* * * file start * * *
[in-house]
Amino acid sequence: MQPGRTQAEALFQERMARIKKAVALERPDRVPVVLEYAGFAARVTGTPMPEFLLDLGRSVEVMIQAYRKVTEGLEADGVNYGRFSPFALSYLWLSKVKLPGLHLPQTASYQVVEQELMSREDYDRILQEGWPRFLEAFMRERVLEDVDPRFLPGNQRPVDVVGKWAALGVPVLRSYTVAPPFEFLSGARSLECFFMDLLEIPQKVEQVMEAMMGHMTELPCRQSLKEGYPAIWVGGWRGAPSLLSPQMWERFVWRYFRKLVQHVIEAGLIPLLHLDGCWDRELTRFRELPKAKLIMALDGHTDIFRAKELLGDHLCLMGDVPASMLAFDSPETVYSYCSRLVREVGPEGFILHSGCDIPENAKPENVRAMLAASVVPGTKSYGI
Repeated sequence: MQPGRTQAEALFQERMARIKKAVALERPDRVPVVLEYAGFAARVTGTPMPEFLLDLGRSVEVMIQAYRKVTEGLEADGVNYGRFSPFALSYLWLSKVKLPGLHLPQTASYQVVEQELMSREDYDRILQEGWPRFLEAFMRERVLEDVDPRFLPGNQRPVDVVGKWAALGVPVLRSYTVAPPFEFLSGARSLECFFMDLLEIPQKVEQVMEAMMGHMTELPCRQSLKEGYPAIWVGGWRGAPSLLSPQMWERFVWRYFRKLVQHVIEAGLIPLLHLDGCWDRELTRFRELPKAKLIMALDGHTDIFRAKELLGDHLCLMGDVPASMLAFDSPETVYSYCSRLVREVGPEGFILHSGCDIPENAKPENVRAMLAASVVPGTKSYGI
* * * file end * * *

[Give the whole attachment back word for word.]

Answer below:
[in-house]
Amino acid sequence: MQPGRTQAEALFQERMARIKKAVALERPDRVPVVLEYAGFAARVTGTPMPEFLLDLGRSVEVMIQAYRKVTEGLEADGVNYGRFSPFALSYLWLSKVKLPGLHLPQTASYQVVEQELMSREDYDRILQEGWPRFLEAFMRERVLEDVDPRFLPGNQRPVDVVGKWAALGVPVLRSYTVAPPFEFLSGARSLECFFMDLLEIPQKVEQVMEAMMGHMTELPCRQSLKEGYPAIWVGGWRGAPSLLSPQMWERFVWRYFRKLVQHVIEAGLIPLLHLDGCWDRELTRFRELPKAKLIMALDGHTDIFRAKELLGDHLCLMGDVPASMLAFDSPETVYSYCSRLVREVGPEGFILHSGCDIPENAKPENVRAMLAASVVPGTKSYGI
Repeated sequence: MQPGRTQAEALFQERMARIKKAVALERPDRVPVVLEYAGFAARVTGTPMPEFLLDLGRSVEVMIQAYRKVTEGLEADGVNYGRFSPFALSYLWLSKVKLPGLHLPQTASYQVVEQELMSREDYDRILQEGWPRFLEAFMRERVLEDVDPRFLPGNQRPVDVVGKWAALGVPVLRSYTVAPPFEFLSGARSLECFFMDLLEIPQKVEQVMEAMMGHMTELPCRQSLKEGYPAIWVGGWRGAPSLLSPQMWERFVWRYFRKLVQHVIEAGLIPLLHLDGCWDRELTRFRELPKAKLIMALDGHTDIFRAKELLGDHLCLMGDVPASMLAFDSPETVYSYCSRLVREVGPEGFILHSGCDIPENAKPENVRAMLAASVVPGTKSYGI